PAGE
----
Al Habtoor group to build Dubai Pearl

The Dubai-based company wins the single largest building contract in the Gulf to build the development opposite Palm Jumeirah.

Illustration of Dubai Pearl.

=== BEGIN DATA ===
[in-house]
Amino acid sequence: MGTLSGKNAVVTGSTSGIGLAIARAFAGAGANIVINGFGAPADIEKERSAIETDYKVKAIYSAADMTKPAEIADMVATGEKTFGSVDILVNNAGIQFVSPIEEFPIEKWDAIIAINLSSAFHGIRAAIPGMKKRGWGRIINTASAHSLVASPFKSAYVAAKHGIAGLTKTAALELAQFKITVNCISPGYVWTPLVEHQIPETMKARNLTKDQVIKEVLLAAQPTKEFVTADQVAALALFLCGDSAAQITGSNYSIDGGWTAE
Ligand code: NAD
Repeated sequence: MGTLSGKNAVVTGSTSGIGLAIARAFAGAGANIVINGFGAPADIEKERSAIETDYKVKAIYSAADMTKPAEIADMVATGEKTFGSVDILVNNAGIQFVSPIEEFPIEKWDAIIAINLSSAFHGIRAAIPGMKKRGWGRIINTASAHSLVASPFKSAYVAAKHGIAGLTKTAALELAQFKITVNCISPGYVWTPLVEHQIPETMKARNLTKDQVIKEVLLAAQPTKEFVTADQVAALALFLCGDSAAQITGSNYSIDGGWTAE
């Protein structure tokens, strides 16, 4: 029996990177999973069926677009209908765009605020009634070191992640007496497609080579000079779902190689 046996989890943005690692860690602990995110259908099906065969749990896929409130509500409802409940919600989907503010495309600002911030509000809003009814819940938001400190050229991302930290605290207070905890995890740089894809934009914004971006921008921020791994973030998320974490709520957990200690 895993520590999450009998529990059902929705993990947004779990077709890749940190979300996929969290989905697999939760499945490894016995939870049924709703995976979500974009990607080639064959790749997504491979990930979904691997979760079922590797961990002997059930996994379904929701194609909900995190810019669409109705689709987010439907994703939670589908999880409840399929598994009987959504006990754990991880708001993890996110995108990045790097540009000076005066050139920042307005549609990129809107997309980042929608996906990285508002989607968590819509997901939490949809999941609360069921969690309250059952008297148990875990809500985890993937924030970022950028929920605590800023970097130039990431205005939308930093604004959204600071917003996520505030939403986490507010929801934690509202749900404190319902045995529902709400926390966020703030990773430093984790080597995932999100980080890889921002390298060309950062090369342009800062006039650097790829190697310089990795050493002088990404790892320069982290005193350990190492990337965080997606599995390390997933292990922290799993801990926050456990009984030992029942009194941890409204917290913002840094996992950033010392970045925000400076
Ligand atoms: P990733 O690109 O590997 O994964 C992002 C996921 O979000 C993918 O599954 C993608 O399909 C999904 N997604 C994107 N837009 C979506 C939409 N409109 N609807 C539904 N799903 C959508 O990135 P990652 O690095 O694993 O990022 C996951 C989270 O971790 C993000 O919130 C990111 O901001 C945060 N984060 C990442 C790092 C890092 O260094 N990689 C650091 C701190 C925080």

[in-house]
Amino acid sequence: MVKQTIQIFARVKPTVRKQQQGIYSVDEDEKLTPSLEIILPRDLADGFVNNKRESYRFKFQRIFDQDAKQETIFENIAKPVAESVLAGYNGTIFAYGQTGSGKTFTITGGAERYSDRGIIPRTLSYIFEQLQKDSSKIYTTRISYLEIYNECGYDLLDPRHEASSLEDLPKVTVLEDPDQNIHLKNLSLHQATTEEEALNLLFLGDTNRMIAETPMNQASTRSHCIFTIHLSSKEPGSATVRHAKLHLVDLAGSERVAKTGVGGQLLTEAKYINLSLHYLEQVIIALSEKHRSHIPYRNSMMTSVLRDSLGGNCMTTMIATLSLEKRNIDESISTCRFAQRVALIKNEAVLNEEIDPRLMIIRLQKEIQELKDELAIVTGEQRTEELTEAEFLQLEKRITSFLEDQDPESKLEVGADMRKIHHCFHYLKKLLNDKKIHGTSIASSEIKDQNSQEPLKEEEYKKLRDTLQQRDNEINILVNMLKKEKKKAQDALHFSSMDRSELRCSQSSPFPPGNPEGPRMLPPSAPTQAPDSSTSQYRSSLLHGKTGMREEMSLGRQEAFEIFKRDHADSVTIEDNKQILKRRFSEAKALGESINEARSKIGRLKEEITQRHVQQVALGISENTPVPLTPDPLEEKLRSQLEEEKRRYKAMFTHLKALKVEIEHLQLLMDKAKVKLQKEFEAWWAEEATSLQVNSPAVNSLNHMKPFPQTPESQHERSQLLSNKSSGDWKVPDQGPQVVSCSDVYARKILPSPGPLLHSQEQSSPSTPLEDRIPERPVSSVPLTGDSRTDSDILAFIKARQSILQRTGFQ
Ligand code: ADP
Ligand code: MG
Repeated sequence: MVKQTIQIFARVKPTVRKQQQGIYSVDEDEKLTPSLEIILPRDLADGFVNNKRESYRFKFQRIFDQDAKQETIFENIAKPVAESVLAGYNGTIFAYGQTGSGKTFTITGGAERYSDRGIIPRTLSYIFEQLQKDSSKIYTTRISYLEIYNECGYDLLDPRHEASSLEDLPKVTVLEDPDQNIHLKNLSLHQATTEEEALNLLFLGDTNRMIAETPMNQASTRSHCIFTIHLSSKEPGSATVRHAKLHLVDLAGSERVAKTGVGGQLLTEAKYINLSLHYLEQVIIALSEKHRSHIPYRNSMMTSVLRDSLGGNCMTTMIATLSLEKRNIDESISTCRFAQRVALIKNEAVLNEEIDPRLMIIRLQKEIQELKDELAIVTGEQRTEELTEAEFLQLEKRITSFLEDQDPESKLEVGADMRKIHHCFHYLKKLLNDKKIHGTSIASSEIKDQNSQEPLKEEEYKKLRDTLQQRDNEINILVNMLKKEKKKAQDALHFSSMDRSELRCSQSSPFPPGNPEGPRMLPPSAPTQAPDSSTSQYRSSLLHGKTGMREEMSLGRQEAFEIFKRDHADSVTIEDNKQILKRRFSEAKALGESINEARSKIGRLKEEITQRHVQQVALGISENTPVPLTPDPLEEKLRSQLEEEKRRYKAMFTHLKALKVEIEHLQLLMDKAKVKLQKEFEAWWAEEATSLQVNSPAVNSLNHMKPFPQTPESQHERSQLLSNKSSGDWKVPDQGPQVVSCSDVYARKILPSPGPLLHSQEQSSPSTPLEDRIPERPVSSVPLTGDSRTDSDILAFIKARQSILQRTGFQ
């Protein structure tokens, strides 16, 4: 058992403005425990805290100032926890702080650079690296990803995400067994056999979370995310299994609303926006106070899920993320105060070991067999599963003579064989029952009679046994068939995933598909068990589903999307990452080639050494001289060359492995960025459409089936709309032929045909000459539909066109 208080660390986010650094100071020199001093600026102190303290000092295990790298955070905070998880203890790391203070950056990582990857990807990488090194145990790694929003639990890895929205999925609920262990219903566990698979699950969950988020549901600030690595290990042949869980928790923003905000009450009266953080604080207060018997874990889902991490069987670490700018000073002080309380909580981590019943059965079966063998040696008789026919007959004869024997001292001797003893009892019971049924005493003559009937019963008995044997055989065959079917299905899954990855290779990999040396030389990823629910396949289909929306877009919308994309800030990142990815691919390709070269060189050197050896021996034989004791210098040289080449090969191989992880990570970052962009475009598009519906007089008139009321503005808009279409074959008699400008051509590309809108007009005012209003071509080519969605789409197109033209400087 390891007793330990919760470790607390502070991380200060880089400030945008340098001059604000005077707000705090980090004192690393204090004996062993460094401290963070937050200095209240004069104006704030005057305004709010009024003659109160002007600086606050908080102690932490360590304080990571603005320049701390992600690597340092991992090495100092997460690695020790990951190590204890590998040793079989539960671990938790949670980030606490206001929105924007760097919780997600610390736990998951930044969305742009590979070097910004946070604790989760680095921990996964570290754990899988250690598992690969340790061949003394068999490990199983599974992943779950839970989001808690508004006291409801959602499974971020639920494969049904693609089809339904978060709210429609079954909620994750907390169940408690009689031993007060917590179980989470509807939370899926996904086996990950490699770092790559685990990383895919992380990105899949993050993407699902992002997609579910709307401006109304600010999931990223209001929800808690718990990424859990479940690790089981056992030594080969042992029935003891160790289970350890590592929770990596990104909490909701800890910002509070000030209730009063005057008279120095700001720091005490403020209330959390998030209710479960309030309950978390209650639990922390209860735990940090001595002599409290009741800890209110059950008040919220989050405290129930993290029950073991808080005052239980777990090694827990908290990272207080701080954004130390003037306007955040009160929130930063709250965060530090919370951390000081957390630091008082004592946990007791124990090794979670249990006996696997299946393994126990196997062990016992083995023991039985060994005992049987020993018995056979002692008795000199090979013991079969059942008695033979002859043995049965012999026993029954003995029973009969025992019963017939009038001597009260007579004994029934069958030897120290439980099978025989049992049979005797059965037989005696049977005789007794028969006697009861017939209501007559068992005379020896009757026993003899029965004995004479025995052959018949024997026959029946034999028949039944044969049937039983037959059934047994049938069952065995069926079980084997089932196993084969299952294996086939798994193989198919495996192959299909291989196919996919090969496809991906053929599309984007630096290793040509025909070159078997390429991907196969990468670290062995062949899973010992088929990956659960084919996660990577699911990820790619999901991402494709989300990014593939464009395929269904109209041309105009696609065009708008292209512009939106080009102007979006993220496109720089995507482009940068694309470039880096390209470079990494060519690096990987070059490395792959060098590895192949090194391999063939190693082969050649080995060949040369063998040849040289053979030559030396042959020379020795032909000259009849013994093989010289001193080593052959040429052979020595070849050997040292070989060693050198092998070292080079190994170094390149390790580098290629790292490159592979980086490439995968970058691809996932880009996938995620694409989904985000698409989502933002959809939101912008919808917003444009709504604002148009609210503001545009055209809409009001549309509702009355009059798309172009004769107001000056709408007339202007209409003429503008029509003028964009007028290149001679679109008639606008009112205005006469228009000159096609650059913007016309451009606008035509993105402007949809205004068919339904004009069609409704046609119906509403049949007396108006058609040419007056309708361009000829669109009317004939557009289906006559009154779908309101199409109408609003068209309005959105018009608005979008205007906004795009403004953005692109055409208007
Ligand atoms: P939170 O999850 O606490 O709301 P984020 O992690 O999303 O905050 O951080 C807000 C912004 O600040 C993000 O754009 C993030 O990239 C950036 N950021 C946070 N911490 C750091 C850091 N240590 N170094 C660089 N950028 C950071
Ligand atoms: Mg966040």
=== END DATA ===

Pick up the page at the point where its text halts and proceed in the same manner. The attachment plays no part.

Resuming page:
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Al Habtoor Leighton Group has clinched the Gulf's biggest single building deal worth Dh8.85 billion (US$2.4bn) in a move that bucks the slowing property trend in Dubai. The construction company has won the contract to build Dubai Pearl, a huge development planned opposite Palm Jumeirah, and consisting of four 73-storey mixed-use towers, a luxury hotel and retail and leisure facilities. "While these are challenging times, Dubai Pearl's confidence in the robustness of Dubai's real estate sector remains high," said Abdul Majeed Ismail al Fahim, the chairman of Pearl Dubai. "This deal underlines our strong commitment to the UAE economy and puts us in a unique position to make a significant contribution to the real estate sector." The contract will include civil and mechanical engineering works, landscaping and internal infrastructure. Construction will begin in January. The deal comes against a tide of bad news in the sector which has been hit by the global credit crisis. Analysts at Al Mal Capital, an investment bank, expect growth in the construction sector will slow this year to 15 per cent, from 20 per cent, and then ease to 13 per cent next year as a result of the liquidity squeeze. The deal follows Pearl Dubai's Dh100 million acquisition last month of Archangel, an island that forms part of Siberia in the north of Nakheel's The World island development. The company will spend a further Dh800m building on the island, which will be for the sole use of residents at Dubai Pearl. Dubai Pearl, which was launched in 2003, was intended to be developed by a company owned by Dubai Pearl Incorporated, part of the Qatar-based Omnix International. But delays led the Dubai Technology, e-Commerce & Media Free Zone (Tecom) - the zone in which the project is located - to assume control in 2006. Pearl Dubai then took over the project's development in October last year and foundation work began earlier this year. The project was originally valued at Dh9bn, but now carries a price tag of Dh15bn. "We adjusted our numbers upwards. Rather than cutting back, we said we would add to the project and make it unique. We're positioning it as luxury," Mr Fahim said. Last month, DIFC Investments, the investment arm of the Dubai International Financial Centre, ploughed more than Dh3bn into the project. The company will develop office and residential buildings. Al Habtoor Leighton Group was formed in September last year through a joint venture between Australia's Leighton International and Al Habtoor Engineering. The company is also working on a Dh2.9bn contract to build the Trump International Hotel and Tower on Palm Jumeirah in a joint venture with Murray and Roberts, a South African construction firm. "This is yet another example of the group's overall strength, and is another vote of confidence in the strength of the UAE market," said David Savage, the group's managing director. Still, Al Habtoor's contract win comes at a time when many construction firms are concerned that profit margins will be squeezed for the next few years due to some deals not coming to fruition. "The whole picture has changed for us and we need to be very careful about what's happening," said Riad Kamal, the chairman of Arabtec, the nation's largest and only publicly listed construction firm. "While we don't feel there's going to be any major problem for us over the next year or two, we have been having conversations with individual developers [about working closer together]. Our strategy at the moment is survival." Andrew Greaves, a partner at the law firm Trowers & Hamlins, said: "The credit crunch is biting. Contractors might have had it all their own way for a few years, but the supply chain now needs to look more closely at closer relationships with each other."